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Archive for November, 2008

Thanks to a friend’s recommendation, I recently completed Tim Keller’s latest book, The Prodigal God: Recovering the Heart of the Christian Faith.  If you’re like me, you raise a suspicious eyebrow every time book claims to “recover” or “rediscover” anything about Christianity, let alone its heart.  It is a bold claim, and worthy of scrutiny.  Thankfully, Pastor Keller lives up to the hype, and then some.

As the title implies, the book focuses on one of Jesus’ best known parables: The parable of “The Prodigal Son.”  You know the story:  A man has two sons, the younger demands his inheritance, runs off and squanders everything on wild living, only to find himself destitute.  Repentant, he returns home to his father, who welcomes him with opens arms, and throws him a feast.  The other, ever-obedient brother, is indignant.  The parable closes with the father explaining his actions to the elder brother: “We had to celebrate and be glad, because this brother of yours…was lost and now is found” (Lk. 15:32).  The sermon practically writes itself, and you’ve probably heard it before.  Here is a perfect picture of God’s love for us:  Though we sin, if we return to God, he welcomes us, and longs to restore us as His children.

True enough, says Keller, but focussing on the younger brother’s story, “misses the real message of the story…because there are two brothers, each of whom represents a different way to be alienated from God, and a different way to seek acceptance into the kingdom of heaven” (p.7).  So begins Keller’s careful analysis of the text, and his focus on the oft-neglected story of the elder brother.

Keller’s text is such a pleasure to read that I am wont to summarize it all here.  Suffice it to say that his primary focus is on the elder brother, while drawing parallels to the ‘elder brothers’ who haunt our churches today.  Keller’s description of the elder brother’s attitude towards his father (i.e., God) was most striking to me.  The elder brother is indignant because his moral record has not won him his own feasts and rewards.  Keller makes the point that the elder brother’s attitude evidences that his service is not motivated by love for the father, but rather by a desire for control; a spiritual quid pro quo.  “If I do this, then he owes me that.”  His actions spring from self-righteousness with manipulative undercurrents.  These lead to entitlement, disappointment, bitterness, and ultimately alienation from God.  Although the parable begins “There was a man who had two sons” (Lk. 15:11), at the end, only one is reconciled to God.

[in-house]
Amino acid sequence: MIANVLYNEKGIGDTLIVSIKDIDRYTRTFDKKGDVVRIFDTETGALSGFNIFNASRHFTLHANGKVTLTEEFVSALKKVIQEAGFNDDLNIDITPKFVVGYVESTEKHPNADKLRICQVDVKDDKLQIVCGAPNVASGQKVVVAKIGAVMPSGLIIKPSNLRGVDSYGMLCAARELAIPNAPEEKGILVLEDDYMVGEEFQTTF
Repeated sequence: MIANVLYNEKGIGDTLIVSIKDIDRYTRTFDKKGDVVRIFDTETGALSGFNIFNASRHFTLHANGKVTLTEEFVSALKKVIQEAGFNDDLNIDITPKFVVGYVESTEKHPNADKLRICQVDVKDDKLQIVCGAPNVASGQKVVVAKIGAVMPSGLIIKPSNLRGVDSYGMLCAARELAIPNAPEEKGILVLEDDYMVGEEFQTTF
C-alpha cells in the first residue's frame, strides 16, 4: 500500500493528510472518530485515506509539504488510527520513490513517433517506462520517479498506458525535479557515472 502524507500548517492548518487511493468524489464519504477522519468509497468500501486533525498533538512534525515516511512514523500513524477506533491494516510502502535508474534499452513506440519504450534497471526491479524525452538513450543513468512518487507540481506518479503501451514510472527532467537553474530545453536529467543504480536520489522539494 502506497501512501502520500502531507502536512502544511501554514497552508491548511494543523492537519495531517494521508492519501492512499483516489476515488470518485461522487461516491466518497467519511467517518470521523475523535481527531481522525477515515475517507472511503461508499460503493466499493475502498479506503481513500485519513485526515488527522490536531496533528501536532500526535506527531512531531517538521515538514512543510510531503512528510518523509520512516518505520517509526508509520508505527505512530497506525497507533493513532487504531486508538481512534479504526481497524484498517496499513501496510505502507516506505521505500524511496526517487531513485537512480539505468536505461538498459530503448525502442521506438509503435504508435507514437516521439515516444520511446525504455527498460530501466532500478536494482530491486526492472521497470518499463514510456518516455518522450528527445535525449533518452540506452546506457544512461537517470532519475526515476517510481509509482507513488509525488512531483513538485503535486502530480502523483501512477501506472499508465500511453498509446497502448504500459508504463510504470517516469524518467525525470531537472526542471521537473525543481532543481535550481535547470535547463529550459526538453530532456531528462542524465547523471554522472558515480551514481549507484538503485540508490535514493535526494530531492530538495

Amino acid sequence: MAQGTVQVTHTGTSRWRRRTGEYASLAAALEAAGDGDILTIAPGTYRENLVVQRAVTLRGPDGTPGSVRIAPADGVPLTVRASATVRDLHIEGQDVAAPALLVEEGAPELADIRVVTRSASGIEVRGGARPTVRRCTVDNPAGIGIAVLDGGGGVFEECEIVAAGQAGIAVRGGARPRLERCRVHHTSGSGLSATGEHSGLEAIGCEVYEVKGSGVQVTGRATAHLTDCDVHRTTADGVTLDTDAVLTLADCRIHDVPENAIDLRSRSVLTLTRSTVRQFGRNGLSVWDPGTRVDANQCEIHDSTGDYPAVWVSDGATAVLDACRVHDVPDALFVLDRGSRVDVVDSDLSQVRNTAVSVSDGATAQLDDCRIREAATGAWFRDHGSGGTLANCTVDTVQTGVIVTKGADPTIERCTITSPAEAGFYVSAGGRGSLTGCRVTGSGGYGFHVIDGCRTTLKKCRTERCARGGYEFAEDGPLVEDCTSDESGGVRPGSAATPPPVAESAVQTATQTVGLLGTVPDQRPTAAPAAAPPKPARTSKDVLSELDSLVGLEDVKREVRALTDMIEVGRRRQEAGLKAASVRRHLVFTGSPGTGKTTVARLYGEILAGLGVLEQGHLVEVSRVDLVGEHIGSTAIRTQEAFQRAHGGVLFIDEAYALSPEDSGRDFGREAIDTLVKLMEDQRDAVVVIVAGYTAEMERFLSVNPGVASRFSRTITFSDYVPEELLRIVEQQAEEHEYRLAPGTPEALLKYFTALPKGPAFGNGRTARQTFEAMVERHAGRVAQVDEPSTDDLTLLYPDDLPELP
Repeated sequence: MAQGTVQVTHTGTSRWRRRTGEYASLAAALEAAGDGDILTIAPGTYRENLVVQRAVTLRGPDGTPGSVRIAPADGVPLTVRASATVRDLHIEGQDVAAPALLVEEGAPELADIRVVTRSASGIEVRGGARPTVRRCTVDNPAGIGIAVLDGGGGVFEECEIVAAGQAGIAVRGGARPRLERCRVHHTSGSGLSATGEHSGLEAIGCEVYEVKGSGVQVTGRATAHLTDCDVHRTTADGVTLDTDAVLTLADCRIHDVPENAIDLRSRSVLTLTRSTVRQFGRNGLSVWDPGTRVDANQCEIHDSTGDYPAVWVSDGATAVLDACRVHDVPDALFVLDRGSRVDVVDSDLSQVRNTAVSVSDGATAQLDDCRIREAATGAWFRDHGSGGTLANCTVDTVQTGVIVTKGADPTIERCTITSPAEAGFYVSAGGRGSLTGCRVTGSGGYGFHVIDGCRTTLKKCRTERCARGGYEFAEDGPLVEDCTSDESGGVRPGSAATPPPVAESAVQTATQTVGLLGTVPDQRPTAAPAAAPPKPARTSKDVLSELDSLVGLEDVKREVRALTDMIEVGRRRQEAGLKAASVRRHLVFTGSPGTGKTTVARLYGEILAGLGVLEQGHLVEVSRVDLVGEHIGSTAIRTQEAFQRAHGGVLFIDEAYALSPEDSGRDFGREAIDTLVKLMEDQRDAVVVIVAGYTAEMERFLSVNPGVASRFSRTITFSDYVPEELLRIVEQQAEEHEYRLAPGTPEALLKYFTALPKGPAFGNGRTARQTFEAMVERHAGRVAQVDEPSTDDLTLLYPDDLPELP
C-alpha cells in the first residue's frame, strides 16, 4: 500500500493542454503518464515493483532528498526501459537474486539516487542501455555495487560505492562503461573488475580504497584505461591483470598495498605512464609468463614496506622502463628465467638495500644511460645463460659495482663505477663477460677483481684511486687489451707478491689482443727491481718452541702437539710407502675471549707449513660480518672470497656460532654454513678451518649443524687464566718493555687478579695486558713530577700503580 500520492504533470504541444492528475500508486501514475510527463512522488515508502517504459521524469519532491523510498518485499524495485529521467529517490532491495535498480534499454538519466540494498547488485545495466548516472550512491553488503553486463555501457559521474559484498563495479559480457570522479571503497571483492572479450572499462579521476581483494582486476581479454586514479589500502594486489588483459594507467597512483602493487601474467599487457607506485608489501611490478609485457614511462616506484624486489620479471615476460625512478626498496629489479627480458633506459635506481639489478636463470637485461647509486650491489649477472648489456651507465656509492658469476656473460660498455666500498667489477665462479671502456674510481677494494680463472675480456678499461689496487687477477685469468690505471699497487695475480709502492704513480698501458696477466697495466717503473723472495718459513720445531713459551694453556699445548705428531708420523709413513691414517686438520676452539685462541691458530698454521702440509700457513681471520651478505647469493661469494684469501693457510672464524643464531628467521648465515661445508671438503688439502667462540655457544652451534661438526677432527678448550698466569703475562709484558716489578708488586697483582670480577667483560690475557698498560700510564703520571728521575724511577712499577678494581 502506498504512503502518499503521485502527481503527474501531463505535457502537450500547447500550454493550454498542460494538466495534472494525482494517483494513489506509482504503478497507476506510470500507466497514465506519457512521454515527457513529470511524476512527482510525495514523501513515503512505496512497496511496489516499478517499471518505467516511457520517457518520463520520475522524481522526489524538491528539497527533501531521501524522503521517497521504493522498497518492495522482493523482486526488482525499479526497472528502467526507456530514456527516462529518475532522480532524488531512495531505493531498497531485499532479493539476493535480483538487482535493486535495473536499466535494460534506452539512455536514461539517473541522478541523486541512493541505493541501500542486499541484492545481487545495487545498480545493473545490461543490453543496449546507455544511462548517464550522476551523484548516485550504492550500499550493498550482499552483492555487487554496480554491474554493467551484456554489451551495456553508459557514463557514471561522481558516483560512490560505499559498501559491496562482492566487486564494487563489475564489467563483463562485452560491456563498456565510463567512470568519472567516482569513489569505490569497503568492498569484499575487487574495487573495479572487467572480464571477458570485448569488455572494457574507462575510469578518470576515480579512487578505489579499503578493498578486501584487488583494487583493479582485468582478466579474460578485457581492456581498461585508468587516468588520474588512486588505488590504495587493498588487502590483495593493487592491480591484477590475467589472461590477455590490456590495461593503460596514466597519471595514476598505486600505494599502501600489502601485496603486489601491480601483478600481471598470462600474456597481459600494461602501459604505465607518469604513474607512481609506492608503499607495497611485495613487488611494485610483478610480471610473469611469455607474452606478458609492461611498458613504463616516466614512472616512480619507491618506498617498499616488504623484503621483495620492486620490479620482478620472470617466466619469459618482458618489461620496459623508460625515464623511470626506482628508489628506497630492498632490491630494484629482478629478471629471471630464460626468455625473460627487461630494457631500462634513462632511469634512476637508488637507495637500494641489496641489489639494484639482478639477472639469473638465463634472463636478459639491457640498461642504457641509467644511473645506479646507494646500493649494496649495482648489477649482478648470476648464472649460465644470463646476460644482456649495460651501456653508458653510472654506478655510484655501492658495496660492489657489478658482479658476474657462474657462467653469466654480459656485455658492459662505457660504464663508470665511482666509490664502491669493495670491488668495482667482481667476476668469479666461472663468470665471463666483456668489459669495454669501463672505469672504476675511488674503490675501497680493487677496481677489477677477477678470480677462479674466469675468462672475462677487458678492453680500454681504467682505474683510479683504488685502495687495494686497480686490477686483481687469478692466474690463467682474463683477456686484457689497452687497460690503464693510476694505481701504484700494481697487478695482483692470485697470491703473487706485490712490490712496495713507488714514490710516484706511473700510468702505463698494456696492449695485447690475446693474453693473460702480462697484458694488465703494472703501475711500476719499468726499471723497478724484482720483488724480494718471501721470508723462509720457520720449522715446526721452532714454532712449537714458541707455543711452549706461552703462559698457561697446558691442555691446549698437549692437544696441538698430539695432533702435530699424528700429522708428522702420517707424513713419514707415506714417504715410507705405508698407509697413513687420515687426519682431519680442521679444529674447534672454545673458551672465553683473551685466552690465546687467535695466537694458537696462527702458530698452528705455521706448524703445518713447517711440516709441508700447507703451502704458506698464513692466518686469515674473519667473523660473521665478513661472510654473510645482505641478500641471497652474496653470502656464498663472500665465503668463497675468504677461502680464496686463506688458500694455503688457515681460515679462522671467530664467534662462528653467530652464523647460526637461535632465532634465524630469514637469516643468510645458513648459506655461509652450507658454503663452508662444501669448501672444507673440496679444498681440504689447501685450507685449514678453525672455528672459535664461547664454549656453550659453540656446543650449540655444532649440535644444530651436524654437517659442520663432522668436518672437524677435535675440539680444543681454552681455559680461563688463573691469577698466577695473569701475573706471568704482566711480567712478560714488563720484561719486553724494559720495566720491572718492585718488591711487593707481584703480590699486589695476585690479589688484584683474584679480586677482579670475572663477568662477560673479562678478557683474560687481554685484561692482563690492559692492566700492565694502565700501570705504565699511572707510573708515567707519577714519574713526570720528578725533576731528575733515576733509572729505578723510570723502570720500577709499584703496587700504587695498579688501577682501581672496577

In the last two chapters, Keller pulls back from the parable and takes a broader view of its place in the Bible as a whole.  This leads to a simple but effective presentation of the gospel which looks forward to our own homecoming, and feast with our Heavenly Father among redeemed creation.

The book is all of 133 well-spaced pages, so it will take even slow readers (myself among them) very little time to finish.  The text itself is immensely readable, and suitable for any audience, Christian or not.  Don’t let the approachability and readability fool you, however.  This is not a quick “feel good” devotional read for a short flight or long weekend.  Taken seriously, The Prodigal God packs a punch that is equal parts conviction and hope.

This is the first time I’ve read Keller, who is the senior pastor of Redeemer Presbyterian Church in New York City.  He is also the author of the best-selling The Reason for God: Belief in an Age of Skepticism.  It’s already on my Christmas list.

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Lovers of obscure 80’s movies may recognize the title of this post from Real Genius; it’s a line spoken by a young Val Kilmer.  This line comes to my mind most often not when I’m thinking of random movie quotes (though I do that frequently), but when I’m reading an English translation and find it to be, well, awkward.  I find myself asking, “who talks like that?”

Truth be told, I find myself asking this question a lot when I’m reading the ESV.  Sure, it’s a fine translation, and it sticks closely to its translation philosophy, which is a fairly literal one.  But almost on every page I read something and ask, “who talks like that?”

So, I’ve been following a paper presented by Mark Strauss at last week’s Evangelical Theological Society meeting.  This paper critiques the ESV and shows how it often translates the original languages into English that hardly anyone actually uses.  The paper is being posted by Wayne Leman over at Better Bibles Blog (my proposed subtitle: Making Good Translations Even Gooder) in a series of posts, which I will link to below.  There’s also a mini-response at Koinonia by William Mounce, NT editor for the ESV, which I will also link to (he promises a full response in next year’s ETS meeting).  Strauss gives numerous examples of where the ESV can be improved, many of which I’ve noticed and many that were new to me (largely because I don’t use the ESV as my every day translation).